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Two do not miss Winter stars!

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#1 MrJones

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Posted 05 January 2013 - 10:34 PM

New scope? Need some reasons to brave the cold after looking at Messier objects for weeks? Two never fail to amaze Winter stars for beginners to anyone:

Gamma Andromedae - A stunning double star. The next bright one out from Mirach at the tip of Andromeda.

R Leporis or Hind's Crimson Star - Variable carbon star that is so blood red that you need to see it to believe it. Under Rigel in Orion it's SAO 150058 on your GOTO :) .

#2 CJK

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Posted 05 January 2013 - 10:49 PM

Nice!! Just added both to my observing list, as both should be visible from my porch! Now I just need the rain to go away! :cloudy:

Thanks for the recommendation!

-- Chris

#3 Scott in NC

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Posted 05 January 2013 - 11:00 PM

Thanks for the recommendation!

+1 :waytogo:

#4 Staredge

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Posted 05 January 2013 - 11:07 PM

I have wanted to see R Lep for years. Usually I don't think about it until summer. Want to get the scope out, but haven't seen the sun in about 3 months (or so it seems).

#5 lamplight

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Posted 05 January 2013 - 11:16 PM

Excellent thanks, haven't seen hinds crimson star and I was just out covering that area too , but didn't know about it. Great!

#6 Fireball

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Posted 06 January 2013 - 04:26 AM

Another one:
Beta (11) Monocerotis is an easy to find very nice triple star

#7 Maverick199

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Posted 06 January 2013 - 07:40 AM

Yeah the Hind star is indeed dark orange to red.

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#8 MawkHawk

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Posted 06 January 2013 - 10:21 AM

Another vote for Gamma Andromedae, or Almach. One of the finest doubles in the sky.

#9 newtoskies

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Posted 06 January 2013 - 10:23 AM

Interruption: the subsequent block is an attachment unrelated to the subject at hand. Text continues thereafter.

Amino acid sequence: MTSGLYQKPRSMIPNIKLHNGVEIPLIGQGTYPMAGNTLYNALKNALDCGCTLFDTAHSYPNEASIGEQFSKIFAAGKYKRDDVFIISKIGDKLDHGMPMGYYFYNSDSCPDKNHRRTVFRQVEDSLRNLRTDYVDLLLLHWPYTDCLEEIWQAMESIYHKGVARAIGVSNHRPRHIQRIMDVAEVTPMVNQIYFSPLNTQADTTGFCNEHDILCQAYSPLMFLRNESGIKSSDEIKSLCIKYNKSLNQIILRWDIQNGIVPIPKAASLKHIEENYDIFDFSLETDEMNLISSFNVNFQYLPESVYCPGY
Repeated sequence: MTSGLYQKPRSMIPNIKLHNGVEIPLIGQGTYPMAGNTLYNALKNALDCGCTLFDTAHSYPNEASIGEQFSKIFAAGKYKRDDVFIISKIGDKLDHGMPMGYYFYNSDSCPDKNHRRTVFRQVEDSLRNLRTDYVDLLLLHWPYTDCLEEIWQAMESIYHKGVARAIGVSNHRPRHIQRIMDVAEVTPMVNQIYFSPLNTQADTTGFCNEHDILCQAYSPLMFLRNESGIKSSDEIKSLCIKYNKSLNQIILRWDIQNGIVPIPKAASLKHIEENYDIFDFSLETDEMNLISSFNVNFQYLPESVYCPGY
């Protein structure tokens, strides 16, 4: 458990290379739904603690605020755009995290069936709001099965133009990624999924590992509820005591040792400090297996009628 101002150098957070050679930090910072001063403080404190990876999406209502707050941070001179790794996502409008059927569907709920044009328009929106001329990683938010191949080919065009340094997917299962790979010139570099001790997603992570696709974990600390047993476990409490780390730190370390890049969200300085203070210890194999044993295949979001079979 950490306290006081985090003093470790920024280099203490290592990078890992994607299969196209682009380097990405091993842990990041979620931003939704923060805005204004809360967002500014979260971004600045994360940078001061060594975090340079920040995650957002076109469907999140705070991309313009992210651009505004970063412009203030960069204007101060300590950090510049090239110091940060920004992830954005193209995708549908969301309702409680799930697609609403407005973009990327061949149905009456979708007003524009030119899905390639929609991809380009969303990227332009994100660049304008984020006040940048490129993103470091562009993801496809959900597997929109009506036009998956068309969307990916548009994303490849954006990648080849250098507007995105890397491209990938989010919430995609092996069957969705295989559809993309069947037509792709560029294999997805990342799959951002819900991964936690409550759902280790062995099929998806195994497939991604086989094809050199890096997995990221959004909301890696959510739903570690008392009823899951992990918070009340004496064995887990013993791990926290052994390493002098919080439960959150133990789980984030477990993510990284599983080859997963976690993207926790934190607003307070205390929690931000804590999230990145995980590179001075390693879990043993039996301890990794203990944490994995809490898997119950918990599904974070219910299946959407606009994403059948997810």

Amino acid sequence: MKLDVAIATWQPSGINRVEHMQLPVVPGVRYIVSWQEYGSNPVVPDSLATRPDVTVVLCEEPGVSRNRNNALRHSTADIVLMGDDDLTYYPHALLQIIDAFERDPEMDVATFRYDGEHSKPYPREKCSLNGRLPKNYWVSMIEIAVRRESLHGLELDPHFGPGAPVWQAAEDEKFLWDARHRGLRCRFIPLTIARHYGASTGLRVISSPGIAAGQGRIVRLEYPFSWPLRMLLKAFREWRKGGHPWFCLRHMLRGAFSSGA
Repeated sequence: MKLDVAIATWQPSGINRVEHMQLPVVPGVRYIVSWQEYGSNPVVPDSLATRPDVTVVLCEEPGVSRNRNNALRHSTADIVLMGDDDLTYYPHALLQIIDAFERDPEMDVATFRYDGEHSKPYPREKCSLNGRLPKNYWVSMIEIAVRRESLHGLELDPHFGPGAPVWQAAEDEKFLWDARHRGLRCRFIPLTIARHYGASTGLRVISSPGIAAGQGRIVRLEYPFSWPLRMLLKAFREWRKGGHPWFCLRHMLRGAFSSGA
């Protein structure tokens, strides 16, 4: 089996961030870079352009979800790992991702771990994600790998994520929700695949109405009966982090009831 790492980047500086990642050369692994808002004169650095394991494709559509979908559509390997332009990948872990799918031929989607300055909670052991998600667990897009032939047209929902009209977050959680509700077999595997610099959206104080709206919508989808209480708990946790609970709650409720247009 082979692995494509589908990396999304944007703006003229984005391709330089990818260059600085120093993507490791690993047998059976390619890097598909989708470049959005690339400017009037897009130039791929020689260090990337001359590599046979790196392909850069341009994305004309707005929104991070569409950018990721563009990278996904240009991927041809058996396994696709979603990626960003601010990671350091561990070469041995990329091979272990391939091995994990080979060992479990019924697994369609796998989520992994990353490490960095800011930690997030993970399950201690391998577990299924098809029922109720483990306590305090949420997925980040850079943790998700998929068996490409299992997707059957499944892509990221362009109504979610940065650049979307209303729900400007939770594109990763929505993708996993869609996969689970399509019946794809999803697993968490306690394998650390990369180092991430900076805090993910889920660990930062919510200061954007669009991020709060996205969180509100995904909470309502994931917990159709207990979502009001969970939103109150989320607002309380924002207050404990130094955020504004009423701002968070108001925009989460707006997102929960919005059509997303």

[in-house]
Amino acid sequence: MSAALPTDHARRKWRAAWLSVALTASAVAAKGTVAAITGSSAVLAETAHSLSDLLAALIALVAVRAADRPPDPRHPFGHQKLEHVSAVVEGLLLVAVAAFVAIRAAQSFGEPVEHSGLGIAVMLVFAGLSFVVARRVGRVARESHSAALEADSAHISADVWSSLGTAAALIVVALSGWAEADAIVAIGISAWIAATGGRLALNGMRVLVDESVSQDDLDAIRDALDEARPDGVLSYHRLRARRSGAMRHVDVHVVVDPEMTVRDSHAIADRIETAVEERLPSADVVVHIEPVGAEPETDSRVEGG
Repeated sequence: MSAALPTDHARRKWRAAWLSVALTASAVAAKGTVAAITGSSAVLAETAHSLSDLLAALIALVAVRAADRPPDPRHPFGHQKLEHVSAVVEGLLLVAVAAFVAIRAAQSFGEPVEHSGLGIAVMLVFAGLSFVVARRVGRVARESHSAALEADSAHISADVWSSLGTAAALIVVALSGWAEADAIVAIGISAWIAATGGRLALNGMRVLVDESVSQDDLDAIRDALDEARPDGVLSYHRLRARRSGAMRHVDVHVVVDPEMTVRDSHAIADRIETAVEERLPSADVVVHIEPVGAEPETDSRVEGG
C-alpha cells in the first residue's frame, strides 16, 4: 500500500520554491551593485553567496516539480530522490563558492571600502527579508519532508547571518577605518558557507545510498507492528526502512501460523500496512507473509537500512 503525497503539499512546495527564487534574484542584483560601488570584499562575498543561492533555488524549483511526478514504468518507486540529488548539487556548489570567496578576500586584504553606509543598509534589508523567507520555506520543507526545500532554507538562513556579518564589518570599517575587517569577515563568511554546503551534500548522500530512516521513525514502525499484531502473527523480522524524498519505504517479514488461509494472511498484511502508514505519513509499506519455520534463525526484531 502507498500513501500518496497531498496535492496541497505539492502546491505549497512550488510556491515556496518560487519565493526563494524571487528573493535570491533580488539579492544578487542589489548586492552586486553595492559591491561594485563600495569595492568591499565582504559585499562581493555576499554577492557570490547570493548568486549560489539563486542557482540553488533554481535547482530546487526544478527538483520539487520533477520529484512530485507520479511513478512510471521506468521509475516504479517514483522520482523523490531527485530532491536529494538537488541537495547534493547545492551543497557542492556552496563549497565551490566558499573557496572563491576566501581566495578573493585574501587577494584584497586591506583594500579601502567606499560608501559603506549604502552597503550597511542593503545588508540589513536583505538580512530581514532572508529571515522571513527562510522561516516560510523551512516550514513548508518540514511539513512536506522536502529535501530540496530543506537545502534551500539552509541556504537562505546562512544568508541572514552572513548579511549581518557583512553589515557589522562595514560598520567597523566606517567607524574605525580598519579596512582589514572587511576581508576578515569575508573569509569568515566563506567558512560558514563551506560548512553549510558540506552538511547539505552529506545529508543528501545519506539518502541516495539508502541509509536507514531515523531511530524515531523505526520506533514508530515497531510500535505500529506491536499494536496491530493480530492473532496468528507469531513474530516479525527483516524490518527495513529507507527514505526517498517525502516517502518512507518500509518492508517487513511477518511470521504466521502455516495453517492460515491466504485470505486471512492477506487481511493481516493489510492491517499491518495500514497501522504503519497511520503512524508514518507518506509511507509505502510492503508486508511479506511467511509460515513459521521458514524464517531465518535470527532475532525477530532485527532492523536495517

Very nice thread. Will check them out too. How do they fair with binos ?

#10 CosmoSat

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Posted 06 January 2013 - 11:02 AM

Rigel in Orion is another favourite of mine...you guys who will observe it for the first time will love it when u spot the binary component. The magnitude difference makes it interesting.

Clear Skies!

#11 wky46

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Posted 06 January 2013 - 06:04 PM

Hind's a definate :waytogo:

#12 lamplight

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Posted 08 January 2013 - 12:05 AM

Well I pent a couple hours with the refractor tonight and found hinds in Lepus. That was not easy. I expected more brightness but it was hiding. Part of the issue is I could barely see the stars mall around it in my finder so it was a fainter depth I'm used to searching. Also new finder on this scope, newish equipment etc,. Was very pleased to find it. Also with same scope found the beta monocerotis which I was just able to split. That's nice.. I've definitely split almach and gamma andromedae earlier in the fall.

I haven't had any luck wi splits of Sirius or Rigel.. Just fuzz balls .. All winter.

#13 lamplight

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Posted 08 January 2013 - 12:09 AM

Another one:
Beta (11) Monocerotis is an easy to find very nice triple star

Only could resolve to two equally bright. Magnification or aperture increase or seeing? Only tried with refractor.. Didn't try with bigger reflector yet.

#14 CJK

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Posted 08 January 2013 - 12:11 AM

I tried for Hind's star tonight, but my view was blocked by the huge tree to the southeast of my observing location. :undecided:

Came in to say good night to the kids before it got high enough to clear the trees. :)

-- Chris

#15 RafaelP

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Posted 08 January 2013 - 12:11 AM

I couldn't find Hind's star, but I ran across Tauri 119 accidentally tonight which is quite red!

#16 Steven N

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Posted 08 January 2013 - 12:39 PM

I am quite intrigued by these two stars, especially Hind's, and definitely after seeing Maverick199's photo of it! They've been added to my list of objects to find :)

#17 lamplight

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Posted 08 January 2013 - 02:24 PM

Actually, both of these were kind of a race for me too, before they disappeared behind the trees to south.

R leporis is super faint, perhaps just the seeing here or that it doesn't get very high in the sky. Or perhaps on a dim period of its long variable cycle I looked up. I can't remember but I THINK I was at 200x and it only stood out due to the red. Very ruddy. I'm going to try overdoing the magnification next time, in hopes of seeing more red :)

If I get out early enough next time ill try tauri 119

#18 SteveG

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Posted 08 January 2013 - 03:41 PM

R Leporis or Hind's Crimson Star - Variable carbon star that is so blood red that you need to see it to believe it. Under Rigel in Orion it's SAO 150058 on your GOTO :) .


I was quite surprised by this star after spotting it for the first time last year. It is the strangest red color star I've ever seen through a scope. Use the largest scope you have to best enjoy the crimson red color.






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